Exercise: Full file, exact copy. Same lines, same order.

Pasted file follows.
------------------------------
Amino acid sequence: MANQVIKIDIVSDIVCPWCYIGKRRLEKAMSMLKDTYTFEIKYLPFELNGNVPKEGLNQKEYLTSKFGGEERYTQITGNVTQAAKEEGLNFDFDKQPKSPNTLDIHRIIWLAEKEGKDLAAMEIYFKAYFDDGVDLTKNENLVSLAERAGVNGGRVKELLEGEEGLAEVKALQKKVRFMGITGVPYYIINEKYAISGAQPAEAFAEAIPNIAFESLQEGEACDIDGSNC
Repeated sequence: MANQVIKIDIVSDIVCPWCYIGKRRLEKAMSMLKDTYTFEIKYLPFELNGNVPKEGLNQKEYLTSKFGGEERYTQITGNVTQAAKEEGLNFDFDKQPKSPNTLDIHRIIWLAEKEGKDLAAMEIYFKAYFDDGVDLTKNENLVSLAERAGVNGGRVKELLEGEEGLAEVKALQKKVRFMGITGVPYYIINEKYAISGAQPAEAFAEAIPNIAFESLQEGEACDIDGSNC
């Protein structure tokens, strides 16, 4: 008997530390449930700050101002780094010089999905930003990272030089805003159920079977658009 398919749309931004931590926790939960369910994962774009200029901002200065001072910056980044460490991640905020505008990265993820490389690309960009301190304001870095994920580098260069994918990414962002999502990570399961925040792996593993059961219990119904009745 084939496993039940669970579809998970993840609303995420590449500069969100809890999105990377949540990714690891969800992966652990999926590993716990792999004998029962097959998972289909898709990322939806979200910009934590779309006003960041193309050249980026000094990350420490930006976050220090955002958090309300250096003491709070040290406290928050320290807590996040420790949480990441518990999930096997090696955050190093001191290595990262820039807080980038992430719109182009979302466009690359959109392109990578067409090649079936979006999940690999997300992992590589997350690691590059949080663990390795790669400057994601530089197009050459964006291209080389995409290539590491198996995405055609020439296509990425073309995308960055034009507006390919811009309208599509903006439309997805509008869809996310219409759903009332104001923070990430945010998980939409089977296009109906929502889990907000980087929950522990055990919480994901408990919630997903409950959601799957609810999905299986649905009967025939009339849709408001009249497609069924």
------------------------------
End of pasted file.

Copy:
Amino acid sequence: MANQVIKIDIVSDIVCPWCYIGKRRLEKAMSMLKDTYTFEIKYLPFELNGNVPKEGLNQKEYLTSKFGGEERYTQITGNVTQAAKEEGLNFDFDKQPKSPNTLDIHRIIWLAEKEGKDLAAMEIYFKAYFDDGVDLTKNENLVSLAERAGVNGGRVKELLEGEEGLAEVKALQKKVRFMGITGVPYYIINEKYAISGAQPAEAFAEAIPNIAFESLQEGEACDIDGSNC
Repeated sequence: MANQVIKIDIVSDIVCPWCYIGKRRLEKAMSMLKDTYTFEIKYLPFELNGNVPKEGLNQKEYLTSKFGGEERYTQITGNVTQAAKEEGLNFDFDKQPKSPNTLDIHRIIWLAEKEGKDLAAMEIYFKAYFDDGVDLTKNENLVSLAERAGVNGGRVKELLEGEEGLAEVKALQKKVRFMGITGVPYYIINEKYAISGAQPAEAFAEAIPNIAFESLQEGEACDIDGSNC
């Protein structure tokens, strides 16, 4: 008997530390449930700050101002780094010089999905930003990272030089805003159920079977658009 398919749309931004931590926790939960369910994962774009200029901002200065001072910056980044460490991640905020505008990265993820490389690309960009301190304001870095994920580098260069994918990414962002999502990570399961925040792996593993059961219990119904009745 084939496993039940669970579809998970993840609303995420590449500069969100809890999105990377949540990714690891969800992966652990999926590993716990792999004998029962097959998972289909898709990322939806979200910009934590779309006003960041193309050249980026000094990350420490930006976050220090955002958090309300250096003491709070040290406290928050320290807590996040420790949480990441518990999930096997090696955050190093001191290595990262820039807080980038992430719109182009979302466009690359959109392109990578067409090649079936979006999940690999997300992992590589997350690691590059949080663990390795790669400057994601530089197009050459964006291209080389995409290539590491198996995405055609020439296509990425073309995308960055034009507006390919811009309208599509903006439309997805509008869809996310219409759903009332104001923070990430945010998980939409089977296009109906929502889990907000980087929950522990055990919480994901408990919630997903409950959601799957609810999905299986649905009967025939009339849709408001009249497609069924």